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Evaluation of standard and modified sampling heads for the international PBI surface air system bioaerosol samplers.

Jensen PA
Am Ind Hyg Assoc J 1995 Mar; 56(3):272-279
The efficacy of using sampling heads with smaller holes to collect small particles as part of a larger study evaluating bioaerosols in indoor environments was studied. In an attempt to increase the particle collection efficiency, the manufacturer had machined three different sampling heads, each with smaller holes than the standard sampling head. A fourth sampling head was also used which was available commercially and had more of the same size holes than the standard sampling head. An Andersen six stage sampler was used simultaneously with two surface air system (SAS) samplers to sample indoor air in two office environments. There were no significant differences in the results regarding the concentration of bacteria and fungi collected among the four sampling heads regardless of which sampler model was used in a small sample at either of the two office sites. Results changed, however, with the addition of 15 samples at one site, where three of the four sampling heads statistically undersampled the six stage sampler and the other sampling head. The author suggests that the Pitot Validation Kit (PVK) may be used as an accurate flow rate measurement device with the SAS-HF sampler, though the Pitot tube measures only centerline velocity pressure. The author concludes that due to the 10% decrease in flow rate which comes about from the pressure drop across the PVK, a reasonable estimate of flow rate through the SCS-C sampler is provided by the equation in the manufacturer's literature for calculating average velocities.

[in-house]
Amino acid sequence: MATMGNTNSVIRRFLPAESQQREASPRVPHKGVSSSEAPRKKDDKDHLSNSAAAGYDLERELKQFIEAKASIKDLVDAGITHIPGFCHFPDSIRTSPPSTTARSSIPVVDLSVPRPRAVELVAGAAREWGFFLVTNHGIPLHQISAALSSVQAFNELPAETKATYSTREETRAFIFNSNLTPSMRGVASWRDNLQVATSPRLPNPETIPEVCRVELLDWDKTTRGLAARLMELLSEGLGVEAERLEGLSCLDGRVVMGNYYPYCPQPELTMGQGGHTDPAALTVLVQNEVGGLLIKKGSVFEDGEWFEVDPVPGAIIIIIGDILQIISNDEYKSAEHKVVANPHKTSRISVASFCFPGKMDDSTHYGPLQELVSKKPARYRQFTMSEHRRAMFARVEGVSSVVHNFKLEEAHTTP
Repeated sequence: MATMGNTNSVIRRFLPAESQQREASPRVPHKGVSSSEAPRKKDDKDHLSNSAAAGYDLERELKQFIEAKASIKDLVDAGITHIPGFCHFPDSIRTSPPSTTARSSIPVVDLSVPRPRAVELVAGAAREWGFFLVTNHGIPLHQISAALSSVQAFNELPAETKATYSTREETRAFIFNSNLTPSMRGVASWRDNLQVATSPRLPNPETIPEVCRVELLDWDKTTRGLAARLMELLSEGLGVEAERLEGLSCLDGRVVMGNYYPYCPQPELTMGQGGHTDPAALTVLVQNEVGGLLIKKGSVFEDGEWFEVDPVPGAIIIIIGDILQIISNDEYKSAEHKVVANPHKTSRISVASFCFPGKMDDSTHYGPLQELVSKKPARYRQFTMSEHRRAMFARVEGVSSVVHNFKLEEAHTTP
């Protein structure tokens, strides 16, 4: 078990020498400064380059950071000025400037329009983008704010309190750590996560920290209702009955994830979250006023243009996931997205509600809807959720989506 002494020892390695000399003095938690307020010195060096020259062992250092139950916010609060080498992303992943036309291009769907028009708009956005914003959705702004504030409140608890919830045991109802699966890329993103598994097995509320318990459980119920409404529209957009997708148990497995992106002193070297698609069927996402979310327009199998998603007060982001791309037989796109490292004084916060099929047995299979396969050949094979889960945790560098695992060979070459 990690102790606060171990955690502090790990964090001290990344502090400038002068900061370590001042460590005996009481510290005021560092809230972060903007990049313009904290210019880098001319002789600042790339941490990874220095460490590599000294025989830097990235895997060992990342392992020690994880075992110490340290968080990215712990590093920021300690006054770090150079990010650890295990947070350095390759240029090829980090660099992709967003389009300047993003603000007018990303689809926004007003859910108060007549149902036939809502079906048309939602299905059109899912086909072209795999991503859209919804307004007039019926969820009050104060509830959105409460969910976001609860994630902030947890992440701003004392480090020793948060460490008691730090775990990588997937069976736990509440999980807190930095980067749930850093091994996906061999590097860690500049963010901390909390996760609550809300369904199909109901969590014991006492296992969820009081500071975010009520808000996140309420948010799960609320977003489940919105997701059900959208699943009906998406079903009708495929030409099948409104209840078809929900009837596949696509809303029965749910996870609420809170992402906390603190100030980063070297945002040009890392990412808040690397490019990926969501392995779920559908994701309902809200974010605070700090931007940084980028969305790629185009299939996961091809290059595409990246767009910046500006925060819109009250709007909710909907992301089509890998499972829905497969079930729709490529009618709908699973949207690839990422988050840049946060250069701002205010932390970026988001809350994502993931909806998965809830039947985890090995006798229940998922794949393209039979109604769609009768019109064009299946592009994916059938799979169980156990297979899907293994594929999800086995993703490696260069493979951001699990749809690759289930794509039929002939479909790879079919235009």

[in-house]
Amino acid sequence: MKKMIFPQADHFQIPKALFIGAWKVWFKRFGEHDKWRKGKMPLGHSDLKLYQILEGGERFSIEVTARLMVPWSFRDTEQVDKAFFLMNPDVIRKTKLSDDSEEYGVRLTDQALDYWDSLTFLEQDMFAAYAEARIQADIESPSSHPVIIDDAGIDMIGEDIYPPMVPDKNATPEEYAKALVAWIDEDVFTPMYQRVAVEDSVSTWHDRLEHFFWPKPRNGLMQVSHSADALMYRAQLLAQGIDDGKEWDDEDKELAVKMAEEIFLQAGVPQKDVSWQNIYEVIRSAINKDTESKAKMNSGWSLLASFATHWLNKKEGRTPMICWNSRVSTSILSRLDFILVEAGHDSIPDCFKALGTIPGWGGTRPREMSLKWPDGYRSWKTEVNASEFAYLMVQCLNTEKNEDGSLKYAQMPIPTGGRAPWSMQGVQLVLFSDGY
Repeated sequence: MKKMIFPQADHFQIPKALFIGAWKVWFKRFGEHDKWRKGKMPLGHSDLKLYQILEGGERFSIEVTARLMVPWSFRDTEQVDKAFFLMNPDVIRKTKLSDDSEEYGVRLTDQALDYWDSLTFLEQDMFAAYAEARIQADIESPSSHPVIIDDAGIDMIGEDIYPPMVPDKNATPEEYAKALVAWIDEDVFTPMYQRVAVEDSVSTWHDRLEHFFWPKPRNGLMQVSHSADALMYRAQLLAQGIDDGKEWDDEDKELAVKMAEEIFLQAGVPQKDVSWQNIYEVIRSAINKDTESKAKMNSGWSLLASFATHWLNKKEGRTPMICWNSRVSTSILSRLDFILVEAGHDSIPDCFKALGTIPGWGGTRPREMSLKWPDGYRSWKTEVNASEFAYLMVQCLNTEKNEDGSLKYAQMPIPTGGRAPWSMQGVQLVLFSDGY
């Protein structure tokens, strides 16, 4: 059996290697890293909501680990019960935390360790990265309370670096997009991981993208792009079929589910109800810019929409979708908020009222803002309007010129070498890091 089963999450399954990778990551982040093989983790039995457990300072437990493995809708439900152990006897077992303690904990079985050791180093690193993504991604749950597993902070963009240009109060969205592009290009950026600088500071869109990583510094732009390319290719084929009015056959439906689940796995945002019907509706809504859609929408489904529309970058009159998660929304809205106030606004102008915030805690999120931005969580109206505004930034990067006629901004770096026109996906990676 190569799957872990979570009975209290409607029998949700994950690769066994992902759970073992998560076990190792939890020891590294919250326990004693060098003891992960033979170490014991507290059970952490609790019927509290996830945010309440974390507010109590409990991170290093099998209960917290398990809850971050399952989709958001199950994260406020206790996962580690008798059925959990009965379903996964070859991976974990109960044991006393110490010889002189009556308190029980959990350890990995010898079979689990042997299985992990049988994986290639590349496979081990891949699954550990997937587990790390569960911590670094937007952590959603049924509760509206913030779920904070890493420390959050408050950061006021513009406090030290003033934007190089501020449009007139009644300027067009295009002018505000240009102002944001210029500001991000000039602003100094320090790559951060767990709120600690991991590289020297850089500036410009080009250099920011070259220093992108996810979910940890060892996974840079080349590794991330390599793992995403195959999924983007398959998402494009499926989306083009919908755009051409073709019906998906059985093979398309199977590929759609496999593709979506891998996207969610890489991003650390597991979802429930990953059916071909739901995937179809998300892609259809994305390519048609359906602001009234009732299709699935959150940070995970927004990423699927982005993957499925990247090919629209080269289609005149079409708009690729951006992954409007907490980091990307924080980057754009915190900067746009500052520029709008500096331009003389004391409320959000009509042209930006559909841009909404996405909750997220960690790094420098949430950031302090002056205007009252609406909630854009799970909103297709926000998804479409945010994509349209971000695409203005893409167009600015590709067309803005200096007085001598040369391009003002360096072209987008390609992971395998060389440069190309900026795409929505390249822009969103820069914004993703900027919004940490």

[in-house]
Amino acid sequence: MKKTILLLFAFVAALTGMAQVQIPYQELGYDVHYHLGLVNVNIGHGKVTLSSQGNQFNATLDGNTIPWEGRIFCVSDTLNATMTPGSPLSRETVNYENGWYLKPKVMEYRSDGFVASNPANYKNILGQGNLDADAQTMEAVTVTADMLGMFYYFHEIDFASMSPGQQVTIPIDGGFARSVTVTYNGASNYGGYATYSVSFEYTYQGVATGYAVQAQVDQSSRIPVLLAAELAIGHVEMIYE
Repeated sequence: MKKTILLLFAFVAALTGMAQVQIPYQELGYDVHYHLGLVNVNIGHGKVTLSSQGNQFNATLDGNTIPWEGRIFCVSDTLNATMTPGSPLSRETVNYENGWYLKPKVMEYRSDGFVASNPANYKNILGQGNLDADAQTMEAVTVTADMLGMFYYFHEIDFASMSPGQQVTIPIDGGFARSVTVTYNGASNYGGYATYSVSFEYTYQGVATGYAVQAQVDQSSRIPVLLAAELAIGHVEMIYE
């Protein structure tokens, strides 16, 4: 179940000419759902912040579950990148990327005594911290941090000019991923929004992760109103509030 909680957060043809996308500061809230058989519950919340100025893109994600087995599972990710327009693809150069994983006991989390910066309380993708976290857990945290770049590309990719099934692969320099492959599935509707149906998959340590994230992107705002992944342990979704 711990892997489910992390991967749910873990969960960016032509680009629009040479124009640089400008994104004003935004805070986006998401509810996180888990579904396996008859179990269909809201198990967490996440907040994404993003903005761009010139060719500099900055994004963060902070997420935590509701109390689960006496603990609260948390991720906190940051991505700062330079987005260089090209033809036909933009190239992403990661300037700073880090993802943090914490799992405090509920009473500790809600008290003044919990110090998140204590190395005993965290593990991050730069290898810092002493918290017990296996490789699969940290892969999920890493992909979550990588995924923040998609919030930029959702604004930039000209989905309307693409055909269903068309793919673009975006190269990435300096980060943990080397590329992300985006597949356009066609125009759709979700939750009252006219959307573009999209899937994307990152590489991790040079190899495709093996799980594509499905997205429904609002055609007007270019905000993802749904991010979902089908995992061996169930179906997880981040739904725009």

NIOSH-Author; Sampling-equipment; Air-quality-monitoring; Air-samplers; Air-quality-control; Office-workers; Indoor-air-pollution; Sampling-methods; Microorganisms; Indoor-environmental-quality
Paul Arthur Jensen, U.S. Department of Health and Human Services, Public Health Service, Centers for Disease Control and Prevention, National Institute for Occupational Safety and Health, 4676 Columbia Parkway-RS, Cincinnati, Ohio 45226-1998
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American Industrial Hygiene Association Journal
Page last reviewed: October 5, 2020
Content source: National Institute for Occupational Safety and Health Education and Information Division